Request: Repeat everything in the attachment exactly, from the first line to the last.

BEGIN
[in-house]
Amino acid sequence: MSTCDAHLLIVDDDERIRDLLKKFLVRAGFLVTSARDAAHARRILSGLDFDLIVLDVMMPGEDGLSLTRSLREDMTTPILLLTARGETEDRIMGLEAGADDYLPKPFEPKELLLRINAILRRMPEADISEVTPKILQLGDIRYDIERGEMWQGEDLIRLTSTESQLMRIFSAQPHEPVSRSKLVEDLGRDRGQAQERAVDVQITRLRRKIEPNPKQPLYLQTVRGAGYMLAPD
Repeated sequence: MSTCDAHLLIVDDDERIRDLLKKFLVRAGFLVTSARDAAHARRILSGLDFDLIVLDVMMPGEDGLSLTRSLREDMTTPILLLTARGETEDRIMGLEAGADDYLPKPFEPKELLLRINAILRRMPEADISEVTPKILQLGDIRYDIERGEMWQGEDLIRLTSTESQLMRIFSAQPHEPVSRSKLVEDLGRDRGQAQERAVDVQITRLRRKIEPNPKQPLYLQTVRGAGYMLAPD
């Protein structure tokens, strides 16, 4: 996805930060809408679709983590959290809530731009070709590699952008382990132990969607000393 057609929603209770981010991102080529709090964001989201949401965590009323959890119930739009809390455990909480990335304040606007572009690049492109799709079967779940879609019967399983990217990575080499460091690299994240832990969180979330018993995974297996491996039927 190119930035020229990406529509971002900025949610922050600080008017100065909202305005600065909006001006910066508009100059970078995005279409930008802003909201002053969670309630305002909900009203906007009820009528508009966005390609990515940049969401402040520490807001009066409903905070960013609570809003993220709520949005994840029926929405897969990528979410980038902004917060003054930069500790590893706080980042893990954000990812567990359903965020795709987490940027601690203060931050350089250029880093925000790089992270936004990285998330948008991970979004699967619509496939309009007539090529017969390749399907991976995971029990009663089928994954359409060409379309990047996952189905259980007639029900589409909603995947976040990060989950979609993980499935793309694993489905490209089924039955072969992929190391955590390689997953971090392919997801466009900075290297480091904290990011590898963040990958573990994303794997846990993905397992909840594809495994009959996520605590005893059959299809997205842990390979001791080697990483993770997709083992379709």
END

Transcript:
[in-house]
Amino acid sequence: MSTCDAHLLIVDDDERIRDLLKKFLVRAGFLVTSARDAAHARRILSGLDFDLIVLDVMMPGEDGLSLTRSLREDMTTPILLLTARGETEDRIMGLEAGADDYLPKPFEPKELLLRINAILRRMPEADISEVTPKILQLGDIRYDIERGEMWQGEDLIRLTSTESQLMRIFSAQPHEPVSRSKLVEDLGRDRGQAQERAVDVQITRLRRKIEPNPKQPLYLQTVRGAGYMLAPD
Repeated sequence: MSTCDAHLLIVDDDERIRDLLKKFLVRAGFLVTSARDAAHARRILSGLDFDLIVLDVMMPGEDGLSLTRSLREDMTTPILLLTARGETEDRIMGLEAGADDYLPKPFEPKELLLRINAILRRMPEADISEVTPKILQLGDIRYDIERGEMWQGEDLIRLTSTESQLMRIFSAQPHEPVSRSKLVEDLGRDRGQAQERAVDVQITRLRRKIEPNPKQPLYLQTVRGAGYMLAPD
């Protein structure tokens, strides 16, 4: 996805930060809408679709983590959290809530731009070709590699952008382990132990969607000393 057609929603209770981010991102080529709090964001989201949401965590009323959890119930739009809390455990909480990335304040606007572009690049492109799709079967779940879609019967399983990217990575080499460091690299994240832990969180979330018993995974297996491996039927 190119930035020229990406529509971002900025949610922050600080008017100065909202305005600065909006001006910066508009100059970078995005279409930008802003909201002053969670309630305002909900009203906007009820009528508009966005390609990515940049969401402040520490807001009066409903905070960013609570809003993220709520949005994840029926929405897969990528979410980038902004917060003054930069500790590893706080980042893990954000990812567990359903965020795709987490940027601690203060931050350089250029880093925000790089992270936004990285998330948008991970979004699967619509496939309009007539090529017969390749399907991976995971029990009663089928994954359409060409379309990047996952189905259980007639029900589409909603995947976040990060989950979609993980499935793309694993489905490209089924039955072969992929190391955590390689997953971090392919997801466009900075290297480091904290990011590898963040990958573990994303794997846990993905397992909840594809495994009959996520605590005893059959299809997205842990390979001791080697990483993770997709083992379709």